Many people receive fruitcakes as gifts sometime during the holiday season. Some people eat this holiday bread while others may re-gift them. There are those who sneakily throw them away and others who will do so openly.
But on the third day of January, another type of fruitcake, ahem, person comes out of the woodwork. These are the characters who have hoarded them, stored them and hid them so they can celebrate with a competition of sorts.
HOW TO OBSERVE #FruitcakeTossDay
Host a fruitcake tossing competition. Invite family to join you outside with their respective fruitcakes (the ones made with flour, fruit and nuts) and take turns chucking them as far as they can. Make hot cocoa and prizes. Share your celebration using #FruitcakeTossDay to post on social media.
NATIONAL FRUITCAKE TOSS DAY HISTORY
The first Great Fruitcake Toss was held in Manitou Springs, Colorado on January 3, 1996. Each year the entrants compete to see who can hurl or toss their fruitcakes the farthest.
On January 3rd National Drinking Straw Day commemorates the date in 1888 that Marvin C. Stone received the patent for the paper drinking straw. Since then, all variety of drinking straws are used.
It is believed the Sumerians used the very first drinking straws for drinking beer. Archeologists speculate they used the straws to avoid the solid byproducts of fermentation that would have sunk to the bottom. The oldest drinking straw known to be in existence was found in a Sumerian tomb dated 3,000 B.C.E. This found straw was a gold tube inlaid with a precious blue stone.
The Argentines used a similar metallic device called a bombilla. Used for hundreds of years, the bombilla acted as both a straw and a sieve.
Today, manufacturers make a variety of reusable straws. From stainless steel and glass to bamboo and silicone, they not only save money and the environment, but they are also fun to use. They come in a variety of creative shapes and colors.
HOW TO OBSERVE #DrinkingStrawDay
Reduce an ever bigger carbon footprint and get a great product as well. This is my favorite cup. The ice cubes last even over night! I have several colors and use them in place of traditional cups both at home and on the go.
Enjoy your favorite beverage using a drinking straw. Use #DrinkingStrawDay to post on social media.
NATIONAL DRINKING STRAW DAY HISTORY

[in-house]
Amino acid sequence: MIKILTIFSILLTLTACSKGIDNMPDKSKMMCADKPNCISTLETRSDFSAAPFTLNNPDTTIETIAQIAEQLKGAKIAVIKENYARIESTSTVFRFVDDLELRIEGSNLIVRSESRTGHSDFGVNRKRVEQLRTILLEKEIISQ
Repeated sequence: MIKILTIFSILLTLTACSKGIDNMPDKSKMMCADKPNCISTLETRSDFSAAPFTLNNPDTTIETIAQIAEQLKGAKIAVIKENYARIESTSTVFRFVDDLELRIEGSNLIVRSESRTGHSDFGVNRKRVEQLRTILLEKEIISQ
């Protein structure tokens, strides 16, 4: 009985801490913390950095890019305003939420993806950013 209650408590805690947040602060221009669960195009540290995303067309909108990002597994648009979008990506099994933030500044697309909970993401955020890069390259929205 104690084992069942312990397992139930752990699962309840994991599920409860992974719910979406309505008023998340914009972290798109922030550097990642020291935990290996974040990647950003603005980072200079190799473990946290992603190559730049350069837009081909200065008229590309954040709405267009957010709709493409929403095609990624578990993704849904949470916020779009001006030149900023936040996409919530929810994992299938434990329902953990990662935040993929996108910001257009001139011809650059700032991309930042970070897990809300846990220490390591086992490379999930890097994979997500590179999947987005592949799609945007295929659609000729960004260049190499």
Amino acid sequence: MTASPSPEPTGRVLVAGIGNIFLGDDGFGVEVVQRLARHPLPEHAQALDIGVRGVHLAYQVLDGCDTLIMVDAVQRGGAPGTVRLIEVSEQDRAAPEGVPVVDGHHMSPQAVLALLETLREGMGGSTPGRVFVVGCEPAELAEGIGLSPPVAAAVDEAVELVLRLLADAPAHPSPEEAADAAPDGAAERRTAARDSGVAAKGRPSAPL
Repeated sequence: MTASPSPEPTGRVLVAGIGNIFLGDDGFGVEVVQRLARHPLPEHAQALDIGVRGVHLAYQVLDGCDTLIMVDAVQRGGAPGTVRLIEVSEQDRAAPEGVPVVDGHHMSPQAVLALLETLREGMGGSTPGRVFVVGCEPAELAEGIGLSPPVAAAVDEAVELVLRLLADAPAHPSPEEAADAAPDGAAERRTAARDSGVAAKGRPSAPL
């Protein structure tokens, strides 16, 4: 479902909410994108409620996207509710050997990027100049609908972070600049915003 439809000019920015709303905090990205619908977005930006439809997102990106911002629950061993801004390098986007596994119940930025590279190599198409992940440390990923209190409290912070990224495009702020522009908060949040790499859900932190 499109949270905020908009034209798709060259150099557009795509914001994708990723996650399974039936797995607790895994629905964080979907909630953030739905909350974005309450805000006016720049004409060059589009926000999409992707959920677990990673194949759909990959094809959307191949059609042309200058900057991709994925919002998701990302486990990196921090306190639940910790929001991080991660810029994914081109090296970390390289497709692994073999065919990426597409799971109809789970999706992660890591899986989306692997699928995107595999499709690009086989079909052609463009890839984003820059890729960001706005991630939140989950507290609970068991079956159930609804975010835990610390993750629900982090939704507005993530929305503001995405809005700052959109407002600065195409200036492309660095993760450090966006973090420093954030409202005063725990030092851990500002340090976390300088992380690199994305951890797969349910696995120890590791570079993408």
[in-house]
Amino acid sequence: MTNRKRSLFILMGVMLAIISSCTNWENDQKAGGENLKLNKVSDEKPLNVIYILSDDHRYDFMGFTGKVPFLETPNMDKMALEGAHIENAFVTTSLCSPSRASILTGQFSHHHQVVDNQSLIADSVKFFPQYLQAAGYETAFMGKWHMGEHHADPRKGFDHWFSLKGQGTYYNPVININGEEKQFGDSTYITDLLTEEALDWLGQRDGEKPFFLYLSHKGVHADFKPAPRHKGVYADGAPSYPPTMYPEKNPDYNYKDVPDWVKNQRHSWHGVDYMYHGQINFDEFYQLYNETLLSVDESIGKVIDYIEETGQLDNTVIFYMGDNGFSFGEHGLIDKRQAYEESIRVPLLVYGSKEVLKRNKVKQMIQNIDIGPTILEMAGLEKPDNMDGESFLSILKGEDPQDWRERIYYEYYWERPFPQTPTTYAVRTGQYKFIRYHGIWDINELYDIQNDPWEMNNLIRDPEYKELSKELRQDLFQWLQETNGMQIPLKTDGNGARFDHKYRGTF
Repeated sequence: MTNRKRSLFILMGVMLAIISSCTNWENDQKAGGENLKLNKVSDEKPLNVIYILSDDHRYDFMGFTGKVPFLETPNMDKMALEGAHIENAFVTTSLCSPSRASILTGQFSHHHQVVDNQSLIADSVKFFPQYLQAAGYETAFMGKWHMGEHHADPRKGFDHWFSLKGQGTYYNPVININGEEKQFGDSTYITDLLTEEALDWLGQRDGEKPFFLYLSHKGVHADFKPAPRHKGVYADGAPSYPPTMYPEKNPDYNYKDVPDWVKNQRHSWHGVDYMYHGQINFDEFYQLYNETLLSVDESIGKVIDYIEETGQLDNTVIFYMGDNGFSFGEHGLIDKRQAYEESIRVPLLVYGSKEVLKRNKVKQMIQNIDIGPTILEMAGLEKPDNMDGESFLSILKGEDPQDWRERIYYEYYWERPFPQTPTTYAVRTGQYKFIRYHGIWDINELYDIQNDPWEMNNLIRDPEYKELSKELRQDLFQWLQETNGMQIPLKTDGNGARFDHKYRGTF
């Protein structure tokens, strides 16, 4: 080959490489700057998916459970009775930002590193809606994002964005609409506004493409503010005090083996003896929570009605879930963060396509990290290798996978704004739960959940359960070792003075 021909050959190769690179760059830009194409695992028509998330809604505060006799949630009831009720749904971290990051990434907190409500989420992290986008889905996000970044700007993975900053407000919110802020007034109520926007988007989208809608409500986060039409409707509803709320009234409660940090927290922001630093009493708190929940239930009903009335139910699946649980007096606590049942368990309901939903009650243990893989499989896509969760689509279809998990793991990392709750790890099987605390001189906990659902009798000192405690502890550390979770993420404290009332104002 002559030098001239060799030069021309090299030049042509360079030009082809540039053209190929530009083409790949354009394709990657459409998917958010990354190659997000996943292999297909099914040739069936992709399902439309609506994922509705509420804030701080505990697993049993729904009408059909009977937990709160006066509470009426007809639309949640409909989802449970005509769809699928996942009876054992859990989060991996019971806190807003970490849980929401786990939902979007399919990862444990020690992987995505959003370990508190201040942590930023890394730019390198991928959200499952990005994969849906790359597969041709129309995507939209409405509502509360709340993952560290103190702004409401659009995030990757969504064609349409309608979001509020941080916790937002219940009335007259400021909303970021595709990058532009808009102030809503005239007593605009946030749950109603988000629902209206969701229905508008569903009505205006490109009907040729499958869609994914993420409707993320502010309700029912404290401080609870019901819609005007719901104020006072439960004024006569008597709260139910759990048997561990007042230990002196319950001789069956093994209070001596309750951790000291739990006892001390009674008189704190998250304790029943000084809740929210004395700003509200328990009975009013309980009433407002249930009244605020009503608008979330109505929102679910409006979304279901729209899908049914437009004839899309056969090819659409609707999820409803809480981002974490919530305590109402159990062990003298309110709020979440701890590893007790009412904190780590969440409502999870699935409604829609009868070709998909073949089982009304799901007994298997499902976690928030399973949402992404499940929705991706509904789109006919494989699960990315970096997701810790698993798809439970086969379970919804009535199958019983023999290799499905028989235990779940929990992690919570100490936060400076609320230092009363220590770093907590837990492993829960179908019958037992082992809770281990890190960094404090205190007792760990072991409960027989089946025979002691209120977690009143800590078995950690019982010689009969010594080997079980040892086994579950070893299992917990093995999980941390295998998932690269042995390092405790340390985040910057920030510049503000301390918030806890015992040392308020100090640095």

The United States Patent Office granted Mavin G. Stone, his Patent # US375962 A on January 3, 1888.
Happy New Year! If your bleary eyed and looking for Asprin, that was an energetic whisper instead of a yell…
Well 2020 is officially here. Now if I can just train myself to write that year, on important things like billing, receipts and checks. If you haven’t adjusted your organizer, calendars, and yearly to-do lists, it’s a good day to spend quietly preparing to rejoin the world. (If you’re lucky enough to have time off to do so.)
First make it a point if you’re not totally digital to transfer any dates, notes, or important information to this tears planner. Sync the digital, worlds of desktop, laptop, tablet, and mobile so you have your information handy. You should do a complete backup of your contacts, calendars, and any other vital information.
For digital media burn real back up disks. I know, it sounds old fashioned today, but that thumb drive, external hard drive, micro sd card can all be wiped out. The wrong delete command can undo all your hard work. What would you do if you lost all those irreplacable photos?
Ok, like most of us I have cloud storage. So why do I need to do anything physical like a real disk? Cloud storage has gotten better but, experts still agree if you go with this method, you need more than one. A physical disk also lets me keep my private files…Private!
Data breaches happen all the time. Google, Banks, Stores where we shop, they appear in the news all the time. Sensitive information like credit cards, financial records, taxes, contacts, and any photos, you don’t want out there don’t store it anywhere that has network access. Yes, it makes it easier for you to get to your files but internet security is really only good until the next hacker breaks it. Do you really want to learn through social media that “That” photo is out there. With identity theft rates going higher, do not want to take chances with your sensitive information?
Staying on Track
As a blogger, and in charge of the family finances, I safeguard this information. I use a variety of both physical and virtual tools to make my life easier. To keep my days on track and remember appointments I still use a paper planner. Everything from holidays, birthdays, and planning for both my family and my blog go here. I find it easier to stay focused, complete tasks in a timely manner and use things like alarms on my phone for special reminders.
Outside of that and a secret stash of sensitive login information I’m fully digital. We use app named Prism to keep track of paydays, bills, credit cards and so on. It let’s me track and make payments easily with an easy to understand interface that covers everything. It reminds me when the water payment is due. Keeps my bank balance, tells me the car insurance is next week and keeps up with my automatic payments. With bank-level security and automatic locking features even if I lose my phone no one else can get in.